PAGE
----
But a lack of visionary leadership at Sony BMG — initially under the stewardship of CEO Rolf Schmidt-Holtz from early ’06 to August ’08, and then for roughly a year at the Sony Music Entertainment after Sony BMG was dissolved — kept this from happening. Certain business affairs execs felt that gratis music rights would set a bad precedent. Scheinfeld describes the atmosphere at Sony from early ’06 through mid ’09 as a “chaotic landscape” and a “black hole…no one person seemed to be able to make a decision.”
Things finally loosened up last fall when SME honcho Adam Block came to the conclusion that the film could “be a great advertisement of Harry’s catalogue” if distributed.
Early last December I briefly discussed Who Is Harry Nilsson? with Jeff Bridges (a huge Nilsson fan) during a Crazy Heart press party. We agreed it was a shame that Scheinfeld’s doc, which Bridges had seen at the Santa Barbara Film Festival debut, was apparently doomed to obscurity. I went home and voiced this feeling in a piece called “Homeless Forever.”
Scheinfeld told me this morning that reading this article “kind of spurred us on” — i.e., acted as a kind of kick in the pants. Whatever the truth of this, I’m glad that he and his film are finally out of the woods.
“At the ’06 Santa Barbara Film festival — sixteen and a half months ago — I ran my first piece about John Scheinfeld‘s Who is Harry Nilsson (and Why Is Everybody Talkin’ About Him)?. I started out both liking it enormously and disliking it — I couldn’t get past the depressing aspects of a story about another ’60s-era rock musician self-destructing, but I was deeply moved by the music and the obvious love and care that Scheinfeld put into his film.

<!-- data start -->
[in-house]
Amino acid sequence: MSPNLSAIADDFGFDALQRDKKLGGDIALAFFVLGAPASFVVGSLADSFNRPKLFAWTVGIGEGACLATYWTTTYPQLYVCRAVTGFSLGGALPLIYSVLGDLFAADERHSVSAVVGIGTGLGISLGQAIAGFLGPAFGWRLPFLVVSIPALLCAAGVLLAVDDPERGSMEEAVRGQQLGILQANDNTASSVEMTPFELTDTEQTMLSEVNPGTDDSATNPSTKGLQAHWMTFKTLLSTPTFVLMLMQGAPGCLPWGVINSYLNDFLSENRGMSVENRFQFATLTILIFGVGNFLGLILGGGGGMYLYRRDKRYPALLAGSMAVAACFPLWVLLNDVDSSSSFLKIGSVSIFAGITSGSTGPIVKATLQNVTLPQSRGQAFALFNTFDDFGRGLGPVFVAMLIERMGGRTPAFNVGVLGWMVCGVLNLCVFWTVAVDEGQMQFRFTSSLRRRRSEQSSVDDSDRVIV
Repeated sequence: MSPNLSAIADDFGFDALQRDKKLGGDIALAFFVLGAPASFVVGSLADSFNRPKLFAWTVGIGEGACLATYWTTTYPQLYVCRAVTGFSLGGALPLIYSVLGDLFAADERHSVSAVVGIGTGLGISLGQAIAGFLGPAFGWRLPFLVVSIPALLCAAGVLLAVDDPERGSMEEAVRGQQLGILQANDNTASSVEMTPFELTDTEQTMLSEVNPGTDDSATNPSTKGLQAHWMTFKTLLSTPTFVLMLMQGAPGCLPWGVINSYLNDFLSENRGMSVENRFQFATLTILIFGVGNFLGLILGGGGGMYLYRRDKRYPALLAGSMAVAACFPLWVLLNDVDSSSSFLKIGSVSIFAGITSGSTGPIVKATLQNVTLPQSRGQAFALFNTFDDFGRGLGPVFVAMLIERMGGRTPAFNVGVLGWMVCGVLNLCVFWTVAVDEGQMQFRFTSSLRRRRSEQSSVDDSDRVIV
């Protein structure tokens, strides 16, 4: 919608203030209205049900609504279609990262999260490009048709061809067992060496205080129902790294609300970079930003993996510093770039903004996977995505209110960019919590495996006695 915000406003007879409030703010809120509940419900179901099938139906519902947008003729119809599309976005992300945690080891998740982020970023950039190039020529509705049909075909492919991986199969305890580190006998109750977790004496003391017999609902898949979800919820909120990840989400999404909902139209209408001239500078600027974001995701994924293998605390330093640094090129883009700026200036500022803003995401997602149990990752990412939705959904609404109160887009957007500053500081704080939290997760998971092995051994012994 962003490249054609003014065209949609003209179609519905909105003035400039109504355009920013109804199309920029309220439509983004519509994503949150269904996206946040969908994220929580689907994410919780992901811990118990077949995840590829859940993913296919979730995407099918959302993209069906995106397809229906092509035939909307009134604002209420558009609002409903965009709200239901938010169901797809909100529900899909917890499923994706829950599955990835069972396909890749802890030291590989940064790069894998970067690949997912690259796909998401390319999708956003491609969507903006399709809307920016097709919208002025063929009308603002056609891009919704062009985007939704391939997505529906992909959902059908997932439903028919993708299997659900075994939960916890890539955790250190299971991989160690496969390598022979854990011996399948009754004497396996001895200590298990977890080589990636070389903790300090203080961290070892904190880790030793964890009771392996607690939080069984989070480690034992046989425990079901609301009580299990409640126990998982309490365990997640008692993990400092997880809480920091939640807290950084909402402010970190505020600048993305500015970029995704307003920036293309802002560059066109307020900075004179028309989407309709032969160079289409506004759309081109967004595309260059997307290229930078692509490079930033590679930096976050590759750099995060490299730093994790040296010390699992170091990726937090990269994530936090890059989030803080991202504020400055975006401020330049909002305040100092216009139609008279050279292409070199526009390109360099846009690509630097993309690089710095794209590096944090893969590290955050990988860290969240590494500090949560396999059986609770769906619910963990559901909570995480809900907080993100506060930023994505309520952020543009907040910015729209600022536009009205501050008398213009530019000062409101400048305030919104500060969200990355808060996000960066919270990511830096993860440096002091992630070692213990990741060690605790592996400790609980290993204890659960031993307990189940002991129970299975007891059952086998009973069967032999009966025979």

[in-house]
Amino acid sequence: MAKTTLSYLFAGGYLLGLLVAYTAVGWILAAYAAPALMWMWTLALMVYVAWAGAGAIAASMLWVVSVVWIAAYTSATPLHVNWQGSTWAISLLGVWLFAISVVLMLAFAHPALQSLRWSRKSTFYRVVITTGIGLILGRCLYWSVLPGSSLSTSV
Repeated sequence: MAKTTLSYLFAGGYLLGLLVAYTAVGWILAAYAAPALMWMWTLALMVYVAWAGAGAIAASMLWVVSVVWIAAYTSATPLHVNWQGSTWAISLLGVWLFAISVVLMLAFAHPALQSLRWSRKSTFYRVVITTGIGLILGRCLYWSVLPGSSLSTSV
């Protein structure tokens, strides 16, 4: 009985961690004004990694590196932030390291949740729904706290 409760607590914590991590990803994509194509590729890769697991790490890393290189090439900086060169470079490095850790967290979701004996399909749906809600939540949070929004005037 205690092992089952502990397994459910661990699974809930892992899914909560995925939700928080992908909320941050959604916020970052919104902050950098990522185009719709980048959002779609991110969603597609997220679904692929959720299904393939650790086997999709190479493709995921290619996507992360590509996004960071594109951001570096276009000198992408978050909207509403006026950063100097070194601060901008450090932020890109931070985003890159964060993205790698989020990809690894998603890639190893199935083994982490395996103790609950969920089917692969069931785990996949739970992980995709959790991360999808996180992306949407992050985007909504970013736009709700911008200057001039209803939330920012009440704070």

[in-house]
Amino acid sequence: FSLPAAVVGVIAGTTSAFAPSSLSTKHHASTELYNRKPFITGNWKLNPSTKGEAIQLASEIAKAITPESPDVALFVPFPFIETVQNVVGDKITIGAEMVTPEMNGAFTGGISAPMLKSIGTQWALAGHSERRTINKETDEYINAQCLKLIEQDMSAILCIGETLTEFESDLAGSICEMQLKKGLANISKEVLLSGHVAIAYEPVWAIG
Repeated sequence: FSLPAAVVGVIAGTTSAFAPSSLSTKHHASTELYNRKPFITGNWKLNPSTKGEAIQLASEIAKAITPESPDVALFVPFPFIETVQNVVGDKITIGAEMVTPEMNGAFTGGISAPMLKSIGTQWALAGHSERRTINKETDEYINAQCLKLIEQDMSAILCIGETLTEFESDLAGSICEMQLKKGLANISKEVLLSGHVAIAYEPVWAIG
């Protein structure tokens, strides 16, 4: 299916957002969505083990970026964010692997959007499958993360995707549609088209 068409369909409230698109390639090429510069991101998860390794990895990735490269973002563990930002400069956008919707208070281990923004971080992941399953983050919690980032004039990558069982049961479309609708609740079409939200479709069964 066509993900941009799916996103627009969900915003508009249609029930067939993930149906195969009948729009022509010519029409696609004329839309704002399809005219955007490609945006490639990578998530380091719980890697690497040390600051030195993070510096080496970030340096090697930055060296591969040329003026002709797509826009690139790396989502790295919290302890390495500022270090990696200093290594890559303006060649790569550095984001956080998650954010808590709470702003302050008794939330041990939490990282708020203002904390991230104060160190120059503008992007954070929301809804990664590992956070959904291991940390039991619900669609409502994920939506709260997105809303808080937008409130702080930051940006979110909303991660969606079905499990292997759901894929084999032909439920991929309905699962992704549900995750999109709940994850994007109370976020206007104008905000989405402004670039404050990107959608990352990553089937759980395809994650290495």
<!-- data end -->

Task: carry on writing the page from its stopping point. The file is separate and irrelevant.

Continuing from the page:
“For whatever reason a distribution deal never happened. A logical suspect, Sony Pictures Classics, never bit despite Sony BMG owning the Nilsson catalogue, which would allow for an obvious cross-promotion potential.
“I don’t know what the problematic particulars may be, but a film as good as this one deserves to be seen. It’s a profound insult to Nilsson, his legacy and his thousands of fans that the best this doc can hope for is some cruddy straight-to-video deal. The man was one of the greatest songwriter-singers of the ’60s and early ’70s — what’s the problem?
“Obviously Nilsson never attained Beatles-level fame, and obviously Scheinfeld’s doc has a limited commercial potential. But for the film to fail to get any kind of deal whatsoever is absurd. Sounds like somebody’s being obstinate or unrealistic or both, and that other parties are asleep at the wheel.”
Six and a half years ago filmmaker Les Blank, best known for his legendary Burden of Dreams (1982), a doc about the making of Werner Herzog‘s Fitzcarraldo, took part in a Santa Barbara Film Festival panel discussion about documentary filmmaking. I don’t remember what Blank said (a video of the discussion sits below), but I do recall his decision to lay out DVDs of his films on a blanket outside the theatre and offer them for sale.
The fact that Burden of Dreams is now free on Hulu indicates that it’s not exactly a hot-selling Criterion Collection title. It is nonetheless one of the most stirring making-of-a movie docs ever made. It is arguably equal to Fitzcarraldo itself, as both films deal with a white man’s manic obsession and borderline lunacy in a remote South American jungle, and how it impacts a native culture. Klaus Kinski‘s Fitzcarraldo = Werner Herzog = Fitzcarraldo and back again.
In my book BOD is in the same realm as George Hickenlooper ‘s Hearts of Darkness, Laurent Bouzereau‘s two-hour-long “making of Jaws” doc (i.e., originally included on a Jaws special edition laser disc in the ’90s, re-appeared on a 30th anniversary Jaws DVD that came out in ’05) and Charles Lauzarika‘s Tricks of the Trade, an innovative 71-minute doc about the making of Ridley Scott‘s Matchstick Men.